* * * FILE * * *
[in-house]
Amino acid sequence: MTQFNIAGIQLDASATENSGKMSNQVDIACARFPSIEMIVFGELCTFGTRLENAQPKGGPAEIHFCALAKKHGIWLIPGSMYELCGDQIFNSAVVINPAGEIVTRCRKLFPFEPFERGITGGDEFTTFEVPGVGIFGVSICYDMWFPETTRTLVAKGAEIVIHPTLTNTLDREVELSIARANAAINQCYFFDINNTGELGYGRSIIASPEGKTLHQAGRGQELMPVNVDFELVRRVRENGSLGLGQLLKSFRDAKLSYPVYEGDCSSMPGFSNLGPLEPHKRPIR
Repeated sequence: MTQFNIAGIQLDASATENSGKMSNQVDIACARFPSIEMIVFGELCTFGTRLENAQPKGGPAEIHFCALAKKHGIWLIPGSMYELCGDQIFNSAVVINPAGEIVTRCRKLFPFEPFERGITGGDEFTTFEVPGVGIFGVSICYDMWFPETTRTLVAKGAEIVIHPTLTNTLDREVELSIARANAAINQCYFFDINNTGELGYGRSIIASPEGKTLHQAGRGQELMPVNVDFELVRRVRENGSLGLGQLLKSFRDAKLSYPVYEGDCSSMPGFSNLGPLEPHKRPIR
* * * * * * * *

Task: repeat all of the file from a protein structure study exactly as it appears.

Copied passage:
[in-house]
Amino acid sequence: MTQFNIAGIQLDASATENSGKMSNQVDIACARFPSIEMIVFGELCTFGTRLENAQPKGGPAEIHFCALAKKHGIWLIPGSMYELCGDQIFNSAVVINPAGEIVTRCRKLFPFEPFERGITGGDEFTTFEVPGVGIFGVSICYDMWFPETTRTLVAKGAEIVIHPTLTNTLDREVELSIARANAAINQCYFFDINNTGELGYGRSIIASPEGKTLHQAGRGQELMPVNVDFELVRRVRENGSLGLGQLLKSFRDAKLSYPVYEGDCSSMPGFSNLGPLEPHKRPIR
Repeated sequence: MTQFNIAGIQLDASATENSGKMSNQVDIACARFPSIEMIVFGELCTFGTRLENAQPKGGPAEIHFCALAKKHGIWLIPGSMYELCGDQIFNSAVVINPAGEIVTRCRKLFPFEPFERGITGGDEFTTFEVPGVGIFGVSICYDMWFPETTRTLVAKGAEIVIHPTLTNTLDREVELSIARANAAINQCYFFDINNTGELGYGRSIIASPEGKTLHQAGRGQELMPVNVDFELVRRVRENGSLGLGQLLKSFRDAKLSYPVYEGDCSSMPGFSNLGPLEPHKRPIR